The revolution is far from over. So far it has been marked by the collective labor of progressive pols, law-savvy advocates, kooks, freaks, visionaries and ordinary riders. Working together as equals. Fixing what's broke. Building anew from the old. It sounds a lot like the original vision of the Bicycle Repair Collective.
Please pass the grease.
* Mayor Neil Goldschmidt rings in the new year by announcing that police patrol cars will be equipped with shotguns.
* Unemployed father Thomas Arthur Bornson holds three hostages at knifepoint at the state welfare office on Southeast 122nd Avenue. He surrenders when the sheriff agrees to give his wife and six children food stamps and a welfare check. "This is the only way I knew of to get attention and help," says Bornson, who lives in a school bus. He is later investigated for welfare fraud.
* Pedestrians and bus riders jam Southwest 6th Avenue sidewalks during Operation Big Switch, the city's plan to build the new downtown transit mall. Anticipated traffic jams fail to materialize despite street closures and altered routes.
* After 17 years of exile in Finland, house painter William A. Mackie, 66, returns to his Portland home following a reprieve arranged by U.S. Sen. Mark Hatfield. Mackie was deported in 1960 for violating a retroactive McCarthy-era law against joining "subversive organizations." He had joined the Workers' Alliance during the Depression.
* Alarmed by the potential hazard to pedestrians, traffic and the sidewalk surfers themselves, the City Council bans skateboards from downtown Portland.
* Old Town police walk the beat "bobby"-style and don 1910 uniforms à la Keystone Kops. The uniforms are part of a recommendation by the Portland Police Historical Society's museum committee to attract tourists. Most frequently asked question of the nostalgically coutured officers: "Are you for real?"
* WW's first mention of punk rock appears in a review of Lou Reed's Rock and Roll Heart and the Patti Smith Group's Radio Ethiopia.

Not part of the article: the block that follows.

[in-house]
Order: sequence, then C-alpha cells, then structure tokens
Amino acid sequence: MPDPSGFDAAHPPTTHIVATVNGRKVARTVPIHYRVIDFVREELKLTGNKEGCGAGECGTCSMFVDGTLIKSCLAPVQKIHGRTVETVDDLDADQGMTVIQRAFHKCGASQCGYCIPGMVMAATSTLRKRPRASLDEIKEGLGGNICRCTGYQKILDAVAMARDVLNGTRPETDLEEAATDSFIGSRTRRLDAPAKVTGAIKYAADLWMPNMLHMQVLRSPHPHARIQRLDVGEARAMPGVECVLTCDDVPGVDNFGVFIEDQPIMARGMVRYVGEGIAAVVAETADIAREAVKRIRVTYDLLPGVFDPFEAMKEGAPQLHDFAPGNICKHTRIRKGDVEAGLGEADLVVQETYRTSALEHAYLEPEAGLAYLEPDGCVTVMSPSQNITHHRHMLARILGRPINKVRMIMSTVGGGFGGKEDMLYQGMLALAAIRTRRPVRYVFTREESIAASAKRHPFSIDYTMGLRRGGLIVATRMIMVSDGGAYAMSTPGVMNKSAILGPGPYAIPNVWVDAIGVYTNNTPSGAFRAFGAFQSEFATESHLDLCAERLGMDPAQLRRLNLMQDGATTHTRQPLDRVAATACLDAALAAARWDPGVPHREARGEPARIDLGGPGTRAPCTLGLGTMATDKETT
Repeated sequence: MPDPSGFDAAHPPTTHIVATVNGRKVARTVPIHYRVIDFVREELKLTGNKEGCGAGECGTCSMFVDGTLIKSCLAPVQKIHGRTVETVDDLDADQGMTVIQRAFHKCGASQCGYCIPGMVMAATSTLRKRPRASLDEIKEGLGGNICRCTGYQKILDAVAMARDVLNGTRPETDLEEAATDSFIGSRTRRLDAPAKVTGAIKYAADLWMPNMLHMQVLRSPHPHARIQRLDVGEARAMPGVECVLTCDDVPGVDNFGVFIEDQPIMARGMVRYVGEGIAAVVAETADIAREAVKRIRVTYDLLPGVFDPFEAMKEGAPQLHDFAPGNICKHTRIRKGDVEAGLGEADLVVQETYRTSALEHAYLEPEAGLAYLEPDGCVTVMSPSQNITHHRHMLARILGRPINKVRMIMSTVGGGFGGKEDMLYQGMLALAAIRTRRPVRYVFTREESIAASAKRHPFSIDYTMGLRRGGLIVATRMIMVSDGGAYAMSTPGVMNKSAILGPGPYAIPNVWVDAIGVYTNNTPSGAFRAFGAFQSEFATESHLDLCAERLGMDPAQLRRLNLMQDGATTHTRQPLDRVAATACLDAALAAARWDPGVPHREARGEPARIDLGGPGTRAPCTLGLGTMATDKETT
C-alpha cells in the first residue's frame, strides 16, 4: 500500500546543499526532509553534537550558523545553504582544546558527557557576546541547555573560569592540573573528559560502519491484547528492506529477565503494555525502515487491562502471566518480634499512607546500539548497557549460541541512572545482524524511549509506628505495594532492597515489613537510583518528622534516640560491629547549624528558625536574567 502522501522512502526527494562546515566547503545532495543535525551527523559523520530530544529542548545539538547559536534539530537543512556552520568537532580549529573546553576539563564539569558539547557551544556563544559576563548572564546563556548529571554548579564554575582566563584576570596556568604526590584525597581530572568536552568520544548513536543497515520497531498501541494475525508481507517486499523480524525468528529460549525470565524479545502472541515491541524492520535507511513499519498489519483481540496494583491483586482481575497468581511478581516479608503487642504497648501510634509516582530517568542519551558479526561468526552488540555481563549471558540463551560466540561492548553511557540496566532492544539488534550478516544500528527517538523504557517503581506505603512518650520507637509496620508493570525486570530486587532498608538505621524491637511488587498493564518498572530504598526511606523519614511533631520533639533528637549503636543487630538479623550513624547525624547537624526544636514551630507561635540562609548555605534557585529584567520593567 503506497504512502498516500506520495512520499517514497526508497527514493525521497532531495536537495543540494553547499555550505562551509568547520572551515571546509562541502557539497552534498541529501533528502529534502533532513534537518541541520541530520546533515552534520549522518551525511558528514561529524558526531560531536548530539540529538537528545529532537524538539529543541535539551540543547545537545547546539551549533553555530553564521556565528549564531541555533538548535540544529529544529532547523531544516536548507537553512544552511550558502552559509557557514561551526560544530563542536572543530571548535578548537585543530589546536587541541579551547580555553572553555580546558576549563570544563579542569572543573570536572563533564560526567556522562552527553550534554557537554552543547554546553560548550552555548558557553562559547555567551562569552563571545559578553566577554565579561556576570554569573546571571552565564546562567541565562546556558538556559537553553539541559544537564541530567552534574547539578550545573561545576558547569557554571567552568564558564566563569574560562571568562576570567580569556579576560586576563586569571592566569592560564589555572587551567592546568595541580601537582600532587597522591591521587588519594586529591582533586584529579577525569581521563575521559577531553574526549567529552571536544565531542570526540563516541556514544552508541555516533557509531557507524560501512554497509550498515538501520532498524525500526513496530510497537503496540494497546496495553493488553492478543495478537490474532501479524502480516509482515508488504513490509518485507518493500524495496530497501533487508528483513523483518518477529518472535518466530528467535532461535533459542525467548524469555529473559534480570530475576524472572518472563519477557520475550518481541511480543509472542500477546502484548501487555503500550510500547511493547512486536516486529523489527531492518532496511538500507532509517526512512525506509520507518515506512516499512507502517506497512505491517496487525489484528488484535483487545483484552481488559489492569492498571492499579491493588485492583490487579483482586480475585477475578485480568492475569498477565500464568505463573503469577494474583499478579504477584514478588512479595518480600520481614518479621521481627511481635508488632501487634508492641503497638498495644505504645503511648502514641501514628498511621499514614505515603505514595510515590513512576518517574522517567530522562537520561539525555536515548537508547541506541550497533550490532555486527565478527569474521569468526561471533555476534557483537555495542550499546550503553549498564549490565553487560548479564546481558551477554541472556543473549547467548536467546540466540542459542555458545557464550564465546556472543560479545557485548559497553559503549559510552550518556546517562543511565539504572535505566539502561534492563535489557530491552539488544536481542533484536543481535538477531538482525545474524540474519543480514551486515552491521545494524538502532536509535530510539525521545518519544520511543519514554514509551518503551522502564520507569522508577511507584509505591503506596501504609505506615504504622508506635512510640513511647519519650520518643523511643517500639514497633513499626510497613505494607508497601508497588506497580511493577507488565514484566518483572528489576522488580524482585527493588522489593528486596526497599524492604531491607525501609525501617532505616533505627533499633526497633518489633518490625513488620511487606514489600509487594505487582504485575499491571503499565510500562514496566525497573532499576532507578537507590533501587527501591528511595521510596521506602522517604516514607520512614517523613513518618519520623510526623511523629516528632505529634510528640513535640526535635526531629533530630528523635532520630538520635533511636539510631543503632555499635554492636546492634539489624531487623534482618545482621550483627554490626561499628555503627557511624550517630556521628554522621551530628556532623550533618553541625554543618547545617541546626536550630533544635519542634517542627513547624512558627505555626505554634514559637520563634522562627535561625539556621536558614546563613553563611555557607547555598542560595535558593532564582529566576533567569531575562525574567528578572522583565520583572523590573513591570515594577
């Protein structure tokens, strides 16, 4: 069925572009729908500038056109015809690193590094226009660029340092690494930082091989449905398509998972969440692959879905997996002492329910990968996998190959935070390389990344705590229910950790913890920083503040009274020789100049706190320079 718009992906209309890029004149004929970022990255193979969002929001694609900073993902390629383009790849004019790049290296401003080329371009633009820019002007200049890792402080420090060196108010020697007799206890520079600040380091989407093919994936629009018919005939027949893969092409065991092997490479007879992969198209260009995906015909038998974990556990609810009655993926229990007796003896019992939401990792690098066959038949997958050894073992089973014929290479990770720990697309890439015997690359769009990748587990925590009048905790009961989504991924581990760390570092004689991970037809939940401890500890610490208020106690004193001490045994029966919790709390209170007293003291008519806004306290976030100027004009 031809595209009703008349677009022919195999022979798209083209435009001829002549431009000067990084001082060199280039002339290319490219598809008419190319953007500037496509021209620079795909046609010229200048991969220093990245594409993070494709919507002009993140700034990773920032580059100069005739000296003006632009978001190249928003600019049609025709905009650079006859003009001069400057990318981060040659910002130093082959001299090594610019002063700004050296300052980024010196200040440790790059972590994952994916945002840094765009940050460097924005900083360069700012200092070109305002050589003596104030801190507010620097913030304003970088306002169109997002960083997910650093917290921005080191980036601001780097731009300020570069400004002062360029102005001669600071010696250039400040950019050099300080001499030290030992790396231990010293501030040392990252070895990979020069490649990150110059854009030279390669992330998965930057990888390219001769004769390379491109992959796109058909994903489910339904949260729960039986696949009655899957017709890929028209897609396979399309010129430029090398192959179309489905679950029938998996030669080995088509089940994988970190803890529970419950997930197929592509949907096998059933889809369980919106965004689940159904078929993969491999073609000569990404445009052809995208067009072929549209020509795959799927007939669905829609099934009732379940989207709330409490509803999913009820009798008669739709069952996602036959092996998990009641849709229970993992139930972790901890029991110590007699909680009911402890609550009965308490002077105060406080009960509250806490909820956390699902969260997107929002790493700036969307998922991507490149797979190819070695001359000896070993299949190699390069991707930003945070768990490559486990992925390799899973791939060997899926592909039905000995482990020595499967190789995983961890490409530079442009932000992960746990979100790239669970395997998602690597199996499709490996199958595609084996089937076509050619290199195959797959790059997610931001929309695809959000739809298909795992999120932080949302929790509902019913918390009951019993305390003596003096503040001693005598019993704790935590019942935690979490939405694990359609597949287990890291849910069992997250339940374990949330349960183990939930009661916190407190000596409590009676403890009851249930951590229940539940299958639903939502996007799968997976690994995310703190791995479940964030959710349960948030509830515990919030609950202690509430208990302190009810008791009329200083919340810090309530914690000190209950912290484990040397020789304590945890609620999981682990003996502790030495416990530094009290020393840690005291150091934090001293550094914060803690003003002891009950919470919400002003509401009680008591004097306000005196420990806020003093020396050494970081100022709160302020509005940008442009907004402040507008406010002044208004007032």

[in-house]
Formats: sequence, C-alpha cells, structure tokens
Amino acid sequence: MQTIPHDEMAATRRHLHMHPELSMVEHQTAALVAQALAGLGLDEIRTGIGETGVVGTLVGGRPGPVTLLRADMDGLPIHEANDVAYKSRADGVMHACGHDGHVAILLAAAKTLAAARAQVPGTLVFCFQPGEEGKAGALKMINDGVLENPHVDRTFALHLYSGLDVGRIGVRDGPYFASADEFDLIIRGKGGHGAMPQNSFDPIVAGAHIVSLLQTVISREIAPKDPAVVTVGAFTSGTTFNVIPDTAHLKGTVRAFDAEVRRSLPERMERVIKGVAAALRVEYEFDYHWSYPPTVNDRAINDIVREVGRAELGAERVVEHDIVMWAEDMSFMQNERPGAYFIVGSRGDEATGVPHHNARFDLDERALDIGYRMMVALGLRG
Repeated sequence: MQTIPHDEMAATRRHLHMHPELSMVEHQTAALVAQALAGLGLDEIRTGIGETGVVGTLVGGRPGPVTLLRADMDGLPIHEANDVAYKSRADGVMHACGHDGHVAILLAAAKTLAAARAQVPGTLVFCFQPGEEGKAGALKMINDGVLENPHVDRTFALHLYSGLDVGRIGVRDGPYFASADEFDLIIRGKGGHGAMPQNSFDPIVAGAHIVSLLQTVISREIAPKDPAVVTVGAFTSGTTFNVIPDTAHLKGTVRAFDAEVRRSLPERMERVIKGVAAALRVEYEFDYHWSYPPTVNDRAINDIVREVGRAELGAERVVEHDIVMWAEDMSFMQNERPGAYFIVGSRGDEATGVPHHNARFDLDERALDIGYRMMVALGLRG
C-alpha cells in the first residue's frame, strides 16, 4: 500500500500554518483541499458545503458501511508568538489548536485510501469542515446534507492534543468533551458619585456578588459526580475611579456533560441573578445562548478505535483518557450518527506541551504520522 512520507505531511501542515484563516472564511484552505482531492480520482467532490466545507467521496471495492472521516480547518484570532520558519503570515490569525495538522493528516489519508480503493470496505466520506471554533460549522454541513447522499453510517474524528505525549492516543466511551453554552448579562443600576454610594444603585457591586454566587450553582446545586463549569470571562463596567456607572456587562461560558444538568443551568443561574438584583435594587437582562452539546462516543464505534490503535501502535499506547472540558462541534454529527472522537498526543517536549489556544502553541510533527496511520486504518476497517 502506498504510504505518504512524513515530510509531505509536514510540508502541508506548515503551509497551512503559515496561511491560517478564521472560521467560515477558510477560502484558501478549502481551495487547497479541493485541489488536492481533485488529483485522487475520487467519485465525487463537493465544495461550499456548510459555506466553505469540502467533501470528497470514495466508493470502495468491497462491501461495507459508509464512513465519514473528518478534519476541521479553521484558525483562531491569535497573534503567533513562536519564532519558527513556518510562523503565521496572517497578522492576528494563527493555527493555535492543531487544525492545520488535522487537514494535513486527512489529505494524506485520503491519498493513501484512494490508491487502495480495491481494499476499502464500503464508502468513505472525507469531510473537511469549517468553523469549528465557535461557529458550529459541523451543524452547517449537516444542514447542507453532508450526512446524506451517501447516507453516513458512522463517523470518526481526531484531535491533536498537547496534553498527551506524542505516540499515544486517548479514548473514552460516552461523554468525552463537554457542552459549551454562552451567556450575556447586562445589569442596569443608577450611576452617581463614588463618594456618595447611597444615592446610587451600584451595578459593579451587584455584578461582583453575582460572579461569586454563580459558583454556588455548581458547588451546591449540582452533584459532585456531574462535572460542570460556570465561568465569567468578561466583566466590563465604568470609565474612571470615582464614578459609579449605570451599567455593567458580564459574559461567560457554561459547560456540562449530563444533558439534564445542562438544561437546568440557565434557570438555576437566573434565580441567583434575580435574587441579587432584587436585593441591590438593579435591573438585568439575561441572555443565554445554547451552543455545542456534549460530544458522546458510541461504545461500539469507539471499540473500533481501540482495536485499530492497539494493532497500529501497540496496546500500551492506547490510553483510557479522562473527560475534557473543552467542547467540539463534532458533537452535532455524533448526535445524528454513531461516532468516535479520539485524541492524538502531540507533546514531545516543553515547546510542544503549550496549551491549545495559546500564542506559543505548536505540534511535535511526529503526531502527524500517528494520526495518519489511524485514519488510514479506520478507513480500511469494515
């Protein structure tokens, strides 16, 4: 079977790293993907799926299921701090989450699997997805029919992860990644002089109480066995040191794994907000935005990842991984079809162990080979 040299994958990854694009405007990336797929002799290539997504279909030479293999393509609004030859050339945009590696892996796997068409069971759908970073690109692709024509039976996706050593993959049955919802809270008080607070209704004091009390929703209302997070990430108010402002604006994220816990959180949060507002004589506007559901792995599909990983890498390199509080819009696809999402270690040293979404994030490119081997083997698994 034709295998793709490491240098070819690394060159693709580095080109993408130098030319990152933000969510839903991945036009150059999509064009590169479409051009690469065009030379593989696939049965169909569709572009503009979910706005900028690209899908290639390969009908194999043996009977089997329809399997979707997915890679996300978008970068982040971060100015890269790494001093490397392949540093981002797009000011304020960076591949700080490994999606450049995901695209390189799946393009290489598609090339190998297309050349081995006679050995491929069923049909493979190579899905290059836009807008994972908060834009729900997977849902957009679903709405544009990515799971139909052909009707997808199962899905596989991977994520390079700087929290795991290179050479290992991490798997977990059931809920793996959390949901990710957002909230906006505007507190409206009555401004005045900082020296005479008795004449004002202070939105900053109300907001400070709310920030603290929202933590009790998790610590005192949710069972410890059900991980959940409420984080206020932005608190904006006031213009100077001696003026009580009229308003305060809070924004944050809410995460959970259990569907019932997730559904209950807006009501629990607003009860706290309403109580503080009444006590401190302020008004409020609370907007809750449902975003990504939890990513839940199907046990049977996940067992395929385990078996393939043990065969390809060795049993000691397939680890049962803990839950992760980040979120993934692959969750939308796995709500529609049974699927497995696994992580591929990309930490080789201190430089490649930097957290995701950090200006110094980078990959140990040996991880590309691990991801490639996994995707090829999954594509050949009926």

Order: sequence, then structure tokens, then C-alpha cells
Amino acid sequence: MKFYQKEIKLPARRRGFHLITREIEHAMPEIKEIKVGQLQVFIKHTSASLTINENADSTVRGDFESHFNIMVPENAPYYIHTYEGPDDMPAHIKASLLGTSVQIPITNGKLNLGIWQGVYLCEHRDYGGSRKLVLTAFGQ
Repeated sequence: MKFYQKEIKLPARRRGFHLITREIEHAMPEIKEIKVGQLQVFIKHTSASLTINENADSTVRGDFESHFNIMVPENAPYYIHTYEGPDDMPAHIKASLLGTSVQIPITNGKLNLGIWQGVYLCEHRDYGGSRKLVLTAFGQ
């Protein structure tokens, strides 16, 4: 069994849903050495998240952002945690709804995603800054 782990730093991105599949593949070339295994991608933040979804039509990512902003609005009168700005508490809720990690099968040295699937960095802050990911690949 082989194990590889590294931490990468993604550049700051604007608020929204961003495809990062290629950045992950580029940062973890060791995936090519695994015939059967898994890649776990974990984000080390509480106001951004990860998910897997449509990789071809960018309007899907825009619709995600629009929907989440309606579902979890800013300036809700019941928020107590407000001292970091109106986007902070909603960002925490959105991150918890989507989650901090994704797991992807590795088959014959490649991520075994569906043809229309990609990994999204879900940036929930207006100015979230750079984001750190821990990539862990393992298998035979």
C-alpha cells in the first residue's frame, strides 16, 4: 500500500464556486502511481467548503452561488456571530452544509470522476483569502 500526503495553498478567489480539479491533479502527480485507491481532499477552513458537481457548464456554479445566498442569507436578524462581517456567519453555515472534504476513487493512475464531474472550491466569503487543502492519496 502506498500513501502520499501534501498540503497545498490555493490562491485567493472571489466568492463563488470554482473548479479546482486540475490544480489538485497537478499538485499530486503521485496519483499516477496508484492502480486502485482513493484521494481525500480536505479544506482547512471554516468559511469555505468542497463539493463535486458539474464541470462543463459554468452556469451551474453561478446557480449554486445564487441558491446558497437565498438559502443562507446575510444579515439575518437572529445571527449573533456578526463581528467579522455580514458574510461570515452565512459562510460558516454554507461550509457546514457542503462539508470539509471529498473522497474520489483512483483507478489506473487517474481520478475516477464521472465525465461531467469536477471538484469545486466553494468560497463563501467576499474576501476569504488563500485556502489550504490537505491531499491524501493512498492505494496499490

* The last of Yamhill Street's open-air markets goes the way of penny candy and carriage rides when greengrocer Fugini Brothers closes July 31. Customers are disappointed. "My family has been coming here for 40 years, and you can't buy nicer fruit anywhere," says Molly Flood. "I'm going to write the mayor."
* Tilt! Pinball wizards flip when IRS agents raid 23 game parlors and confiscate 61 machines in August. Agents claim the owners failed to pay the $250 annual tax.
* Waterfront Park's metamorphosis from skid road to showplace begins during Neighborfair. Israeli dancers hava nagila and swamis look into the future during a daylong festival that draws 50,000 visitors.
* WW reports that "romantic ballroom dancing is all the rage."
* Cool cats jam weekly and mellow out at Earth Tavern's Hot Jazz Society, where Oregon Symphony maestros get down with bluegrass strummers. The Tuesday night sessions provide a smooth and reliable venue for local jazz aficionados.
* Italian opera inaugurates Portland State's new Lincoln Hall when Cosi Fan Tutte opens in the acoustically correct auditorium after five years of planning and $1.6 million in renovations.
* In June, the Trail Blazers fire head coach Lenny Wilkens and hire Jack Ramsay.
* Surburban video freaks zap enemy ships at the Electric Palace. The squeaky-clean arcade allows no profanity, drinking, smoking or loitering but features 40 newfangled games, including Sea Wolf, Indy 800 and Stunt Cycle.
* Former Portlander Lindsay Wagner, a.k.a. the Bionic Woman, flexes her celebrity muscle in support of Democrat Blaine Whipple's bid for secretary of state. TV's techno-babe also provides plenty of photo ops for the rich and influential.